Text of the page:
Google's AutoDraw A.I. Draws The Doodles You Tried To

Google released a new tool, or perhaps experiment last week, that uses an A.I. to watch what users draw in a simple paint program, and then tries to suggest how it could make doodles that look less terrible. While it may look like a buggy and largely useless little experiment, it has big implications for a future in which computers can mimic a rudimentary level of artistic talent (which could be bad news for DeviantArt).

The program works by watching the artist’s strokes and comparing against a database of preexisting, non-terrible-looking doodles of basic objects like cats, buildings, computers, and more. Google is billing it as a means to quickly produce graphics on your smartphone — though most smart-phone users don’t need any help generating long strings of emoticons and gifs in short periods of time. Autodraw is essentially a gestural interface for searching a collection of simple drawings, which is fun, but probably not likely to explode in terms of popularity.

AutoDraw is based on the data from a prior Google doodling experiment, Quick, Draw!, which gets internet drawers to sketch many simple objects as quickly as possible. The idea is both that the speed will increase the number of doodles Google can then feed to the A.I. for analysis, and that the frantic nature of the drawing will lead people to draw only those lines that were vital to creating a recognizable picture. Thus, those would be the lines an A.I. would later want to look for, to do the quickest possible doodle-identification.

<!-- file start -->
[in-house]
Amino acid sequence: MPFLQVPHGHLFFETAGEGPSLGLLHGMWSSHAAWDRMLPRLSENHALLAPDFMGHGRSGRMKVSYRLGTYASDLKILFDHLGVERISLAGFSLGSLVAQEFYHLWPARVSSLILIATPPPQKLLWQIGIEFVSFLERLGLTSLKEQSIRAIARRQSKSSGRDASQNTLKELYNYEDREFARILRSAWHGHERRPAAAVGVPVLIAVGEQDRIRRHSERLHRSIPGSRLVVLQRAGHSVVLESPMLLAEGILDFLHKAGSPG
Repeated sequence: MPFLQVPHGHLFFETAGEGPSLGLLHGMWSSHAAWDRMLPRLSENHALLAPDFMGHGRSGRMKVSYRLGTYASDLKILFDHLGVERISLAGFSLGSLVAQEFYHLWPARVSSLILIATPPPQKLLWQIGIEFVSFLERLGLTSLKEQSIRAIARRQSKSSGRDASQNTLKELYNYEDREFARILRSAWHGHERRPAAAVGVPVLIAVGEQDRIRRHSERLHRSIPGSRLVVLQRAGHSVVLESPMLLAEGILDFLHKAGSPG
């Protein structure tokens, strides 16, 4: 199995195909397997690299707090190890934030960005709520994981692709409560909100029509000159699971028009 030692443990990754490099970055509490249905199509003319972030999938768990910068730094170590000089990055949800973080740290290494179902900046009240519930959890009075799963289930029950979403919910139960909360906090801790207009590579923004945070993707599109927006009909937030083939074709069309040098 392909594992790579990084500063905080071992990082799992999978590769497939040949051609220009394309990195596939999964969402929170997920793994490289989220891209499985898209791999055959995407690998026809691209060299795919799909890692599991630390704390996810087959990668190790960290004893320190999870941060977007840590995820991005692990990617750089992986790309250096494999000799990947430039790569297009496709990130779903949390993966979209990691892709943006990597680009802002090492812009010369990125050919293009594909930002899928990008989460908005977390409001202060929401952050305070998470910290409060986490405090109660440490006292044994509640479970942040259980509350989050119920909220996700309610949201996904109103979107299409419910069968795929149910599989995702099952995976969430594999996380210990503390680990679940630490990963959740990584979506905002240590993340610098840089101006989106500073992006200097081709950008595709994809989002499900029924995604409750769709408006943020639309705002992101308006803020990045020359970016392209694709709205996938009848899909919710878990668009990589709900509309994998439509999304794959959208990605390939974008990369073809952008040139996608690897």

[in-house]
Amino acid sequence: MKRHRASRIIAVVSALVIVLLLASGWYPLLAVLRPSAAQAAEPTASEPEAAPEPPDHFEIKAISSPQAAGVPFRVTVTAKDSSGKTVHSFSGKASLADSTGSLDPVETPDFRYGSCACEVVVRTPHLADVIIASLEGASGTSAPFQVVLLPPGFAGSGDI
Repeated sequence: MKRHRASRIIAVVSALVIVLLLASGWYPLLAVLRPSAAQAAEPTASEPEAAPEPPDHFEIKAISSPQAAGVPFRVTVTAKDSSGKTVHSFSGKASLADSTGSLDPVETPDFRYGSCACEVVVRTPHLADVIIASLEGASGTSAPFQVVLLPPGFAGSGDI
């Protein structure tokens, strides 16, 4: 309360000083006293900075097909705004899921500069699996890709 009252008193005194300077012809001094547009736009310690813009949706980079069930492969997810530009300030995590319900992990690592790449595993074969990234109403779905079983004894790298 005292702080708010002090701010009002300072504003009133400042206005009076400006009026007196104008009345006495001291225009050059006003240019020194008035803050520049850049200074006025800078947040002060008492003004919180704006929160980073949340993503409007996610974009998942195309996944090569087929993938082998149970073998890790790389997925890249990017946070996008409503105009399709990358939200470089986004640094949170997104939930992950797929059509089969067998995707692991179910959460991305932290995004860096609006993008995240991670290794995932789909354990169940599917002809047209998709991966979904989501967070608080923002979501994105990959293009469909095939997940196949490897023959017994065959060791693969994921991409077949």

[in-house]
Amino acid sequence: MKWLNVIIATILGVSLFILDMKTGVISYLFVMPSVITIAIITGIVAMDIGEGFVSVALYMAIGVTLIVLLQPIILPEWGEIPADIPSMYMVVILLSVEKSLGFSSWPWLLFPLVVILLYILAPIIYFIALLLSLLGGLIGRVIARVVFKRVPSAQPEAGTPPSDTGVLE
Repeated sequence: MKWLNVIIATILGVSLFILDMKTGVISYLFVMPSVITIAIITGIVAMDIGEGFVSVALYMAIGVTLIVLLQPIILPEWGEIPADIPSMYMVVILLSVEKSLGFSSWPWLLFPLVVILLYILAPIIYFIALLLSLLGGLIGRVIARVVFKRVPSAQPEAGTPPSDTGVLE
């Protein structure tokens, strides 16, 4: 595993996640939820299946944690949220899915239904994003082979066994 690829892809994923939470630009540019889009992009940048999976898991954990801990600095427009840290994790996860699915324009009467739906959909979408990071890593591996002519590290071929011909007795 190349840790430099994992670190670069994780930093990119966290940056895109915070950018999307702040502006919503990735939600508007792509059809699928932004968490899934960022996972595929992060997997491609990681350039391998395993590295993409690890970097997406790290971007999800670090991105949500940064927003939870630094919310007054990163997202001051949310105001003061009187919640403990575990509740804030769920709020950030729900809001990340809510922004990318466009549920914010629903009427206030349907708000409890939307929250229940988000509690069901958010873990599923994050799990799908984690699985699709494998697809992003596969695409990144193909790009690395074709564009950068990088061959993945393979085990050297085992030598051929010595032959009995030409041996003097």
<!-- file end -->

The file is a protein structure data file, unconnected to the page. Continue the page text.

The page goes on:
The system is definitely better at some objects, than others. Below, it offered to turn my demonic cat face into either a normal cat face or a cat silhouette, showing that its object-finding has at least some conceptual grouping of pictures, beyond shape similarity. On the other hand, it also thought my Empire State Building was a piece of pizza.

Google does seem to have an odd obsession with applying the power of machine learning to art. Not only does Google maintain a number of tutorials and other programs to help artists start using machine learning in a variety of ways, it’s also got a machine learning art accelerator of sorts. The assumption seems to be that artists, though less sophisticated in mathematics and pure code, might just be the people to devise the next revolutionary application for artificial intelligence. It might seem frivolous, but these more wide-open applications of machine learning to unfiltered human output could be the source of more unexpected leaps forward for A.I. than some pure efficiency-maximizing algorithm.

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